Rosiglitazone is a thiazolidinedione oral hypoglycemic drug that seems to be a promising alternative not only as an oral hypoglycemic agent but also for women with polycystic ovary syndrome. However, information regarding exposure to rosiglitazone in pregnancy is limited to two previous case reports. In the first case, a 35-year-old woman was exposed until the 8th week of pregnancy to 4 mg/day rosiglitazone and to glicazide, acarbose, atorvastatin, spironolactone, hydrochlorothiazide, carbamazepine, thiridazine, amitryptiline, chlordiazepoxide, and pipenzolate bromide (1). The second case was a woman exposed to 4 mg/day rosiglitazone between gestational weeks 13 and 17 (2). The two cases delivered normal babies at gestational weeks 36 and 37, respectively.

We are reporting the case of a 29-year-old Korean primiparous woman with a 6-month history of type 2 diabetes. She had been taking 400 mg metformin and 2.5 mg glibenclamide every 12 h. Because of the difficulties in controlling her hyperglycemic levels, 500 mg metformin every 12 h was added to her combined treatment. Five months later, her physician decided to switch her treatment to 4 mg rosiglitazone maleate every 12 h. In addition, she received 20 mg fluoxetine hydrochloride every 12 h for a body weight reduction plan. She had control of her diabetes and took both medications until the 5th week of gestation, when she had symptoms of pregnancy.

She was seen at The Korean Motherisk Program at 8 weeks of pregnancy, where she reported negative exposure to other medications, alcohol, illicit drugs, cigarette smoking, or radiation. She was not taking folic acid. Her BMI was 31.2 kg/m2 (weight 85 kg and height 165 cm). Her fasting plasma glucose and HbA1c levels were 138 mg/dl and 6.8% (normal range 4.5–6.0), respectively. A single embryo of 20 mm crown-lump length and normal heart rate was identified by ultrasound. Her treatment with rosiglitazone was switched to insulin, and fluoxetine administration was discontinued.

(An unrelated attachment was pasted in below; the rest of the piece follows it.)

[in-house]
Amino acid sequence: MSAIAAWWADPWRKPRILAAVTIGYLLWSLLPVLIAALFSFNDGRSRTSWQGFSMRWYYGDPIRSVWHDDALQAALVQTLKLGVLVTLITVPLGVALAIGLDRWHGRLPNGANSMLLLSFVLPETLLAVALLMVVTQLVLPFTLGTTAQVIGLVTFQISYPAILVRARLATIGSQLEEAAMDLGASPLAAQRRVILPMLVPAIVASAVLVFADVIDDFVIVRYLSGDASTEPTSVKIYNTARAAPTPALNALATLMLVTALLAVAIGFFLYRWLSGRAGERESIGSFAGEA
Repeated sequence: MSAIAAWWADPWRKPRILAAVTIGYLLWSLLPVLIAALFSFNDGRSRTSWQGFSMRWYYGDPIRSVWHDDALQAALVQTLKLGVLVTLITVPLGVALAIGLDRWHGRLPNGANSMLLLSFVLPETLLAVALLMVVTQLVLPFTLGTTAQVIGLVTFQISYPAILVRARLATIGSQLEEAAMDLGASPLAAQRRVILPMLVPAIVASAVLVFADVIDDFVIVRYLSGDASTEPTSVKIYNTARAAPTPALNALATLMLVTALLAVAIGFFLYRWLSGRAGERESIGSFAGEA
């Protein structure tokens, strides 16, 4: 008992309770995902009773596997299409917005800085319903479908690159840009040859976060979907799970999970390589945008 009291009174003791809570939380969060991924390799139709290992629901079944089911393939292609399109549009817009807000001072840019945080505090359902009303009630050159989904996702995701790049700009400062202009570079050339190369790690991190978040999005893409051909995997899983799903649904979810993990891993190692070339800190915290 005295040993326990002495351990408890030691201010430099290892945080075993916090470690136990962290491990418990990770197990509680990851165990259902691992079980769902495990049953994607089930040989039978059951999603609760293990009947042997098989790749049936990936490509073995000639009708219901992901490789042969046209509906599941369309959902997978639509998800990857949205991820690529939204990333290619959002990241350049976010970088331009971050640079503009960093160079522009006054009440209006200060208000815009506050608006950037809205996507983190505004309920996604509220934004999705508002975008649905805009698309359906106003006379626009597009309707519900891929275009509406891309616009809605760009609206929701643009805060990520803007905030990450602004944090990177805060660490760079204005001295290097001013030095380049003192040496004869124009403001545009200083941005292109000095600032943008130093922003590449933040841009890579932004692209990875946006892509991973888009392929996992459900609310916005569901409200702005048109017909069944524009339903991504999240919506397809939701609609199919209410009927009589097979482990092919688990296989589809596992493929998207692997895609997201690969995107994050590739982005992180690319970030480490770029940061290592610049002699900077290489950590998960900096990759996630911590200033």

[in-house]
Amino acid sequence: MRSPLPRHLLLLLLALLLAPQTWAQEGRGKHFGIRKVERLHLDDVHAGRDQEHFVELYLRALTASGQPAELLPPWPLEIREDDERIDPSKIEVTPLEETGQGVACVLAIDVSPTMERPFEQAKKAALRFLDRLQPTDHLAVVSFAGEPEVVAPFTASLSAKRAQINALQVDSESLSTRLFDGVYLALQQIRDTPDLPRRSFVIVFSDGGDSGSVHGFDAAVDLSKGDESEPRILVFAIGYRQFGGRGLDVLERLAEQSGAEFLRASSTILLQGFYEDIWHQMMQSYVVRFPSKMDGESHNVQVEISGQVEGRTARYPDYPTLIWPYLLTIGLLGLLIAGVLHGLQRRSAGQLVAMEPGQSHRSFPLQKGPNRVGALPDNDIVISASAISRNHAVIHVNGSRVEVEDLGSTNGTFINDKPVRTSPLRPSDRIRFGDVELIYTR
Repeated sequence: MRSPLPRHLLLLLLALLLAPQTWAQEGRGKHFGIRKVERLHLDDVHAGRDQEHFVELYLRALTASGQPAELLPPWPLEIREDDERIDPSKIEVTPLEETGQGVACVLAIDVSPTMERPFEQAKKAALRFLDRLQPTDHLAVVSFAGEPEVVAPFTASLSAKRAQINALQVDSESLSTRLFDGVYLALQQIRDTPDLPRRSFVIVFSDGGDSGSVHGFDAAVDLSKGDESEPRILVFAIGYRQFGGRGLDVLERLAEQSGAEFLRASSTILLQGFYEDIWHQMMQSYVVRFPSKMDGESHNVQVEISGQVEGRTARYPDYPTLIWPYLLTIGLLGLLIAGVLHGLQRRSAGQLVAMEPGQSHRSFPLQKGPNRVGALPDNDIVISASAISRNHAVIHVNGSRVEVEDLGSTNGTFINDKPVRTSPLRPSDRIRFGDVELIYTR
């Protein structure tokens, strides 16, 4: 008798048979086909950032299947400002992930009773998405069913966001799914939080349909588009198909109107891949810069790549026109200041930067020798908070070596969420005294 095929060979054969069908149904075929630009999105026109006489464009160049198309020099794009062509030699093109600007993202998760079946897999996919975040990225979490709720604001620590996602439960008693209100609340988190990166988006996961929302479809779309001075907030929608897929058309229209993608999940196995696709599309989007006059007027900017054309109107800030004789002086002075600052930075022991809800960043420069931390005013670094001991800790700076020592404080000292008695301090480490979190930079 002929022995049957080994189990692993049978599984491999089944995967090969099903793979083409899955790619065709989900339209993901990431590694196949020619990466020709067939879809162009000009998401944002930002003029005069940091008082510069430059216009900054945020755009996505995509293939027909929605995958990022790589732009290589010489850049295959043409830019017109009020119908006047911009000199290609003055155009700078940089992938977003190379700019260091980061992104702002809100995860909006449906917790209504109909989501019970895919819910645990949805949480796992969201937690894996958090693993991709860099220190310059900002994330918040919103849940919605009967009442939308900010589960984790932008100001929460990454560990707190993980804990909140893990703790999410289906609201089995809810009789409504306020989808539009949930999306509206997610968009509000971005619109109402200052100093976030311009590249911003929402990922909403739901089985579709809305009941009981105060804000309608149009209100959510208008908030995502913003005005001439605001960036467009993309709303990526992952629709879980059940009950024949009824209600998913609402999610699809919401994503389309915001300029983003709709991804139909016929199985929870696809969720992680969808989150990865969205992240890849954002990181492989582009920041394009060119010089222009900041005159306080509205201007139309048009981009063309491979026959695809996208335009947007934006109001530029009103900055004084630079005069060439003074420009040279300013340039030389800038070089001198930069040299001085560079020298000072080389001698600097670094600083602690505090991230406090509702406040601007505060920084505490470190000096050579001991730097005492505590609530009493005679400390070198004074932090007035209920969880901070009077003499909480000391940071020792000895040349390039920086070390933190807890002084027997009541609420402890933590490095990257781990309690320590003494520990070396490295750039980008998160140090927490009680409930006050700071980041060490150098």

She was followed up periodically by clinical, laboratory, and ultrasound examinations. There were no ultrasonographic evidences of fetal malformations at the different follow-up examinations. The course of her pregnancy was considered to be normal. Previous to delivery, her total weight gain was 15 kg and her BMI was estimated to be 36.7 kg/m2. At 40 weeks of gestational age, she vaginally delivered a 3.7-kg male baby. A detailed neonatal examination did not detect any clinical evidence of external, cardiac, pulmonary, or gastrointestinal congenital malformations. His cephalic circumference was 34.5 cm (within normal range), and his neurological development was found to be normal by a detailed physical and neurological examination. The baby was periodically followed up by a pediatrician. At the age of 18 months, the child was weighing 13.5 kg, was a healthy baby, and had a neurological development similar to that expected for his age-group.

Preclinical studies on rosiglitazone (GlaxoSmithKline, Mississauga, ON, Canada) found no increase in congenital malformations in rats and rabbits treated with 19 and 73 times the human dose, respectively. The two previous case reports, in addition to the present one, suggest that this drug is also not teratogenic in humans. On the other hand, fluoxetine is a serotonin reuptake inhibitor antidepressant drug with sufficient reproductive and developmental studies in humans to prove a lack of an increased risk of teratogenicity.

Yaris F, Yaris E, Kadioglu M, Ulku C, Kesim M, Kalyoncu NI: Normal pregnancy outcome following inadvertent exposure to rosiglitazone, gliclazide, and atorvastatin in a diabetic and hypertensive woman.
Reprod Toxicol
Kalyoncu NI, Yaris F, Ulku C, Kadioglu M, Kesim M, Unsal M, Dikici M, Yaris E: A case of rosiglitazone exposure in the second trimester of pregnancy.
Reprod Toxicol